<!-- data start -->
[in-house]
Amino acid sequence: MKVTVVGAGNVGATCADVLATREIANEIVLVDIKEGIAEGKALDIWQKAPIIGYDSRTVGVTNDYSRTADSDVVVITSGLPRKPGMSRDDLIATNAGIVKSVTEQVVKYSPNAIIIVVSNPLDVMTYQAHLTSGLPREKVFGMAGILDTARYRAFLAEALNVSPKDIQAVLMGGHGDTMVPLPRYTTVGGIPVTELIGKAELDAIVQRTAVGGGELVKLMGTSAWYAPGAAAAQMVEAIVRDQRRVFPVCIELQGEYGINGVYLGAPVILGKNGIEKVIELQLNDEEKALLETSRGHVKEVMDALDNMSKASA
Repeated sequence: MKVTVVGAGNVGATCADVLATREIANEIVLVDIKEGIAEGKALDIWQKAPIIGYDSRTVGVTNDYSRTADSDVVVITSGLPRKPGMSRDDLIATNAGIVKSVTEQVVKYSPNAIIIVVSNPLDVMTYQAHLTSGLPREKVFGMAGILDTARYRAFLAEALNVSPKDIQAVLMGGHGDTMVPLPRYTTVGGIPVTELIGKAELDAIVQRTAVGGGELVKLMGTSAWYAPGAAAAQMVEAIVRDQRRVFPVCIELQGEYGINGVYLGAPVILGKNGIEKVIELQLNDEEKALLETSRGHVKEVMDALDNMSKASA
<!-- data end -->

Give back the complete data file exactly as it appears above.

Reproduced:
[in-house]
Amino acid sequence: MKVTVVGAGNVGATCADVLATREIANEIVLVDIKEGIAEGKALDIWQKAPIIGYDSRTVGVTNDYSRTADSDVVVITSGLPRKPGMSRDDLIATNAGIVKSVTEQVVKYSPNAIIIVVSNPLDVMTYQAHLTSGLPREKVFGMAGILDTARYRAFLAEALNVSPKDIQAVLMGGHGDTMVPLPRYTTVGGIPVTELIGKAELDAIVQRTAVGGGELVKLMGTSAWYAPGAAAAQMVEAIVRDQRRVFPVCIELQGEYGINGVYLGAPVILGKNGIEKVIELQLNDEEKALLETSRGHVKEVMDALDNMSKASA
Repeated sequence: MKVTVVGAGNVGATCADVLATREIANEIVLVDIKEGIAEGKALDIWQKAPIIGYDSRTVGVTNDYSRTADSDVVVITSGLPRKPGMSRDDLIATNAGIVKSVTEQVVKYSPNAIIIVVSNPLDVMTYQAHLTSGLPREKVFGMAGILDTARYRAFLAEALNVSPKDIQAVLMGGHGDTMVPLPRYTTVGGIPVTELIGKAELDAIVQRTAVGGGELVKLMGTSAWYAPGAAAAQMVEAIVRDQRRVFPVCIELQGEYGINGVYLGAPVILGKNGIEKVIELQLNDEEKALLETSRGHVKEVMDALDNMSKASA